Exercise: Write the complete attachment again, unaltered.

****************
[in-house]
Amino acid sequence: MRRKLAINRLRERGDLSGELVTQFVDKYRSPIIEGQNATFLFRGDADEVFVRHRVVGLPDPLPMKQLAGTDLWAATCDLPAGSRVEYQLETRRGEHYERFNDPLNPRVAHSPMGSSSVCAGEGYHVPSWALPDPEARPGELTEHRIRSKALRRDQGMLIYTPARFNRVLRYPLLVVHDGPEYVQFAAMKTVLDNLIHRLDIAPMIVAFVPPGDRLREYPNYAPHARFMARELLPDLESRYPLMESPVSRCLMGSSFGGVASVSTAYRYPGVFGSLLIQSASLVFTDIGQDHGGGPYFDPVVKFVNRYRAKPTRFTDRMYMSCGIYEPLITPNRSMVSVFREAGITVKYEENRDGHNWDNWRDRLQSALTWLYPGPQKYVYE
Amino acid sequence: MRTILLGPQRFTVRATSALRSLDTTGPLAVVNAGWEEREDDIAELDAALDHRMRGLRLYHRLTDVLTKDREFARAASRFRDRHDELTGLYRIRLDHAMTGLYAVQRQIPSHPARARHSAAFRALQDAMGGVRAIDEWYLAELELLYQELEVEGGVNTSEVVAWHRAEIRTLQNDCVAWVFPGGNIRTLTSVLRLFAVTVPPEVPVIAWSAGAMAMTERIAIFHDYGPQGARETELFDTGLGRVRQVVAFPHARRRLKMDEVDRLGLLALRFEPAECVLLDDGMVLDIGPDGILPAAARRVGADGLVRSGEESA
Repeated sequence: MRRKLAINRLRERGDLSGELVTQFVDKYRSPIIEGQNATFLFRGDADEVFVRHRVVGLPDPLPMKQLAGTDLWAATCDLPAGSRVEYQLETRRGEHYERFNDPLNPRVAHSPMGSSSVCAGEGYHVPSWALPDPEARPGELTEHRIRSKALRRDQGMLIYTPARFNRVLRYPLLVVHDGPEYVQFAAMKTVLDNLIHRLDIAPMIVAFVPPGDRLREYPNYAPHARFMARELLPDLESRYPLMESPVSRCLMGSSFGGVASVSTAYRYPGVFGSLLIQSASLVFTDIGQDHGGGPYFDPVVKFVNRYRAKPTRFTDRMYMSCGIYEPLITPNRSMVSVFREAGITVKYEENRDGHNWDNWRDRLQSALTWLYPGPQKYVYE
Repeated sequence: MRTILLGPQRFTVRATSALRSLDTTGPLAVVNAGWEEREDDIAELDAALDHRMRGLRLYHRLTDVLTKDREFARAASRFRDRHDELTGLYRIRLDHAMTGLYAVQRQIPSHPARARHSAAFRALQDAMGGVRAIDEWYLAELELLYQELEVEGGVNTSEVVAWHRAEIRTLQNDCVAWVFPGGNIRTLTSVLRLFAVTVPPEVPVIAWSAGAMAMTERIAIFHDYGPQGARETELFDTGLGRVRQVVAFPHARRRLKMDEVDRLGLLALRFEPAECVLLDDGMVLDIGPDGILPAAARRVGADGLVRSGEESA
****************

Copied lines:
[in-house]
Amino acid sequence: MRRKLAINRLRERGDLSGELVTQFVDKYRSPIIEGQNATFLFRGDADEVFVRHRVVGLPDPLPMKQLAGTDLWAATCDLPAGSRVEYQLETRRGEHYERFNDPLNPRVAHSPMGSSSVCAGEGYHVPSWALPDPEARPGELTEHRIRSKALRRDQGMLIYTPARFNRVLRYPLLVVHDGPEYVQFAAMKTVLDNLIHRLDIAPMIVAFVPPGDRLREYPNYAPHARFMARELLPDLESRYPLMESPVSRCLMGSSFGGVASVSTAYRYPGVFGSLLIQSASLVFTDIGQDHGGGPYFDPVVKFVNRYRAKPTRFTDRMYMSCGIYEPLITPNRSMVSVFREAGITVKYEENRDGHNWDNWRDRLQSALTWLYPGPQKYVYE
Amino acid sequence: MRTILLGPQRFTVRATSALRSLDTTGPLAVVNAGWEEREDDIAELDAALDHRMRGLRLYHRLTDVLTKDREFARAASRFRDRHDELTGLYRIRLDHAMTGLYAVQRQIPSHPARARHSAAFRALQDAMGGVRAIDEWYLAELELLYQELEVEGGVNTSEVVAWHRAEIRTLQNDCVAWVFPGGNIRTLTSVLRLFAVTVPPEVPVIAWSAGAMAMTERIAIFHDYGPQGARETELFDTGLGRVRQVVAFPHARRRLKMDEVDRLGLLALRFEPAECVLLDDGMVLDIGPDGILPAAARRVGADGLVRSGEESA
Repeated sequence: MRRKLAINRLRERGDLSGELVTQFVDKYRSPIIEGQNATFLFRGDADEVFVRHRVVGLPDPLPMKQLAGTDLWAATCDLPAGSRVEYQLETRRGEHYERFNDPLNPRVAHSPMGSSSVCAGEGYHVPSWALPDPEARPGELTEHRIRSKALRRDQGMLIYTPARFNRVLRYPLLVVHDGPEYVQFAAMKTVLDNLIHRLDIAPMIVAFVPPGDRLREYPNYAPHARFMARELLPDLESRYPLMESPVSRCLMGSSFGGVASVSTAYRYPGVFGSLLIQSASLVFTDIGQDHGGGPYFDPVVKFVNRYRAKPTRFTDRMYMSCGIYEPLITPNRSMVSVFREAGITVKYEENRDGHNWDNWRDRLQSALTWLYPGPQKYVYE
Repeated sequence: MRTILLGPQRFTVRATSALRSLDTTGPLAVVNAGWEEREDDIAELDAALDHRMRGLRLYHRLTDVLTKDREFARAASRFRDRHDELTGLYRIRLDHAMTGLYAVQRQIPSHPARARHSAAFRALQDAMGGVRAIDEWYLAELELLYQELEVEGGVNTSEVVAWHRAEIRTLQNDCVAWVFPGGNIRTLTSVLRLFAVTVPPEVPVIAWSAGAMAMTERIAIFHDYGPQGARETELFDTGLGRVRQVVAFPHARRRLKMDEVDRLGLLALRFEPAECVLLDDGMVLDIGPDGILPAAARRVGADGLVRSGEESA